Of course, I have personal reasons for feeling embittered by this problem in this moment. You ready? Fall 2014 semester course evals!! (insert string of confetti and horn emojis) Yeah, those happened in the last couple weeks. Okay...can I just say that for my age and level of experience, I am a good professor? I know I am. I am very, perhaps overly, devoted. It is possible that my exceeding availability to students in terms of office hours, email response, and individual attention fulfills the feminine nurturing stereotype, but I also know that this approach suits my personality: I love people, I love getting to know people, I love interacting with students and feeling I can build into their lives on a personal level (and I also have the luxury of personal interaction due to small class sizes). But I am also very awaaaaare that I am a thin, young well-dressed, myhusbandthinksImpretty female from Canada who gives off a "cool" and nice vibe, so I tend to combat the possible perception that I'm a softy by maintaining strict standards of grading, especially at the beginning of the semester, when I want to push students to take my class seriously and strive for improvement. Consequently, I receive some backlash, both immediate and longer term. As an example of immediate backlash, I present to you this bogus Rate My Professor rating, mostly because it is JUST. SO. FUNNY. (posted mid-sem; and yeah, I'm pretty sure I know who this was):
Although I am ultimately perfectly happy to distribute As where As are deserved (and so grade for improvement throughout the course), and although I ran two great Composition I classes last semester, with bright and engaged students who demonstrated measurable improvement in their writing and with whom I had some fun, important, memorable, rigorous discussions about relevant topics like racism and feminism and social media and the TV series Scandal...the official evaluations are not that great. I mean, they're fine. But 50% of the students did not respond (aaaarrrghhhh), which of course, based on the Golden Rule of Yelp, means that the more disgruntled ones were more likely to respond in the first place, let alone provide detailed feedback. My courses were not perfect, obviously, and my pedagogical strategies have ample room for growth as I progress as a professor (fingers crossed), but there is a world of a disconnect between these mechanical numbers and scant comments, and the actual lived experience of being in the classroom.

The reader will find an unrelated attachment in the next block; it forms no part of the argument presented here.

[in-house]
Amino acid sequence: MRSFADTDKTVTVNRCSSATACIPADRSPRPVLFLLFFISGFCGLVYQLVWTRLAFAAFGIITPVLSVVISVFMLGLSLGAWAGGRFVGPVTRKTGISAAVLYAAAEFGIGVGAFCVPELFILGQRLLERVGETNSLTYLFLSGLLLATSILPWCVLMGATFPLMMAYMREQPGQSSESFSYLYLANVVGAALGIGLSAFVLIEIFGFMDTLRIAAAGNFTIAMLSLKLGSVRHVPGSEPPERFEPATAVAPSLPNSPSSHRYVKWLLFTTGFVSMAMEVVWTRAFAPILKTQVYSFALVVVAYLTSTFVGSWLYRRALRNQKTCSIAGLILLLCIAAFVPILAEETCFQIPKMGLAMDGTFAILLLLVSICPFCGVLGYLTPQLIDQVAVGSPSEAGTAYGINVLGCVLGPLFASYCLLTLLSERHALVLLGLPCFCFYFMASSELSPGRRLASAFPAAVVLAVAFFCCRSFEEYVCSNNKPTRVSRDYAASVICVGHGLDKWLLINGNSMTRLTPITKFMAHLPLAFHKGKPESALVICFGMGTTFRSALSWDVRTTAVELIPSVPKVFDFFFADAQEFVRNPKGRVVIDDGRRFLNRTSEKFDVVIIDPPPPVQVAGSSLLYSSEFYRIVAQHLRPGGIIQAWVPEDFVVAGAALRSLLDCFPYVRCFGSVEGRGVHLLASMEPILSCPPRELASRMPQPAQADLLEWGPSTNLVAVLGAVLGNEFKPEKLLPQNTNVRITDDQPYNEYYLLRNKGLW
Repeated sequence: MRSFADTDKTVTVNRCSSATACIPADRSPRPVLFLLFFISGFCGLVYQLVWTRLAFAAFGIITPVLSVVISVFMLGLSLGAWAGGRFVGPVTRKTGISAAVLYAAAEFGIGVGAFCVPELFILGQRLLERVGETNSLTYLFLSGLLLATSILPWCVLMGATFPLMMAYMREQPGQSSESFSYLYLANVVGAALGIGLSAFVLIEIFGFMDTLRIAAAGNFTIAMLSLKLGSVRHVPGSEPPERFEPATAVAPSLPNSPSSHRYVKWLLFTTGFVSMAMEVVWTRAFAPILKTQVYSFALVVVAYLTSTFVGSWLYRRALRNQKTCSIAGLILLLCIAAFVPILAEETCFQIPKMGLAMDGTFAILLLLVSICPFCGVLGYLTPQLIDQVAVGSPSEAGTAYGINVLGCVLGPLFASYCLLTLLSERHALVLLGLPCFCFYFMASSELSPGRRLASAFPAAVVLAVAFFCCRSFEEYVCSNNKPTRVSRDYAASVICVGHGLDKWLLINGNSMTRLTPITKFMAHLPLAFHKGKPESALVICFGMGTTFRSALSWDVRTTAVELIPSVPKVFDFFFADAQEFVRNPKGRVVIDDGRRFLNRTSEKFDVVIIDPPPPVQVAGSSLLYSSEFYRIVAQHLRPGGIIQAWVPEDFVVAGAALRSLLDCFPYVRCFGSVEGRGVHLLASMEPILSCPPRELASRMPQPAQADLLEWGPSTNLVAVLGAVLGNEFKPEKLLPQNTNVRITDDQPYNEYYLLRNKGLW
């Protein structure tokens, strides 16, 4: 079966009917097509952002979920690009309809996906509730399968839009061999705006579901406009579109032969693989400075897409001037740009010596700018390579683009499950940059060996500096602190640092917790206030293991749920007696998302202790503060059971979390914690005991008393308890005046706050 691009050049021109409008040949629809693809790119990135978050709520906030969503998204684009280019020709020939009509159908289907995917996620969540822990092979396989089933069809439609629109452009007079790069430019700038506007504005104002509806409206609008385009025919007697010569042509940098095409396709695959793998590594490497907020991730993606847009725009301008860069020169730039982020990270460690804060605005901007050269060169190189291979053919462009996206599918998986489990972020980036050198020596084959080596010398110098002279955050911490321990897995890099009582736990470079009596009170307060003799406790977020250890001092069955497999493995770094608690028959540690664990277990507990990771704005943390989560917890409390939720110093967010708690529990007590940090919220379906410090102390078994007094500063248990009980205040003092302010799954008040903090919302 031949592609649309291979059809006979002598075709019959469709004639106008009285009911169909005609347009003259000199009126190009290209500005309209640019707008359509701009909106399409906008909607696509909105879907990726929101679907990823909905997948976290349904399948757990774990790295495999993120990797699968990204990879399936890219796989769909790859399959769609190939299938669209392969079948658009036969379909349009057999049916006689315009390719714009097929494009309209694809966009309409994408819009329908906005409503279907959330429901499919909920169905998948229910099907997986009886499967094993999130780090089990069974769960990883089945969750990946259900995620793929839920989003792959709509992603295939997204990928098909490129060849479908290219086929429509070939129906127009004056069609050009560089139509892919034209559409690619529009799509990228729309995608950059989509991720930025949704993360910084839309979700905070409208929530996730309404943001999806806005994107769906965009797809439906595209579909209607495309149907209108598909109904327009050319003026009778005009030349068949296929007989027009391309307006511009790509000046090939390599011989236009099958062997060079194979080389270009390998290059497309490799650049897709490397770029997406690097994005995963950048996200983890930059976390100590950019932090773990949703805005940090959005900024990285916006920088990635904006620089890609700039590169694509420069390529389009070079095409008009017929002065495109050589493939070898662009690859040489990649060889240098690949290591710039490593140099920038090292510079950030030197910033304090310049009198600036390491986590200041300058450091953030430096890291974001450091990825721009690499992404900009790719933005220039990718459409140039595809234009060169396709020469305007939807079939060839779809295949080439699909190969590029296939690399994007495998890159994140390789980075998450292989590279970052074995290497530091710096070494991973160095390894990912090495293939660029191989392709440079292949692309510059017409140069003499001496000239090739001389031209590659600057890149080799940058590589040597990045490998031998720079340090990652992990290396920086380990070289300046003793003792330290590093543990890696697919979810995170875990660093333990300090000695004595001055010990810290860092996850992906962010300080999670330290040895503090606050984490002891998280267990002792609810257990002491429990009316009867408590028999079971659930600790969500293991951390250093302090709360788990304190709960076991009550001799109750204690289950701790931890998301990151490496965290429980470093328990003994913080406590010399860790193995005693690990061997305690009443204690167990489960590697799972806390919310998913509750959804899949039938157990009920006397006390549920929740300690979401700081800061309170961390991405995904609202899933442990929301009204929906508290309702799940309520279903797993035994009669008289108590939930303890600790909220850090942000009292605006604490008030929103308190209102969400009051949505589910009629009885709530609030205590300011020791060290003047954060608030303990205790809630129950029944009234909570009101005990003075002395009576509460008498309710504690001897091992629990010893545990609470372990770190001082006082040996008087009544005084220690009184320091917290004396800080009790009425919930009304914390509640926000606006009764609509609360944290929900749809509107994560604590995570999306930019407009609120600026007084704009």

Admittedly, a large factor at play may just be the response rate, as I received quite a bit of positive informal feedback (a number of students asked if I was teaching Comp II this semester so they could take me again, and I received a healthy smattering of lovely thank-you emails post-course, bless them). If I've learned one thing from this experience, it's that at the end of this semester, as I teach my first lit course, I am hella gonna sit those students in the classroom and make them fill out the evals in front of me, because it is clear they do not quite understand their import and can't be trusted to fill them out on their own.
But I have some reason to believe that some of my struggles with authority and with managing this masculinized "
Do you have any stories about gendered student feedback that you'd be comfortable sharing in the comments? Or, what can be done about all this? Is there some way we can share such findings with our students without coming across as pandering? Or are the structural problems just rooted too deep?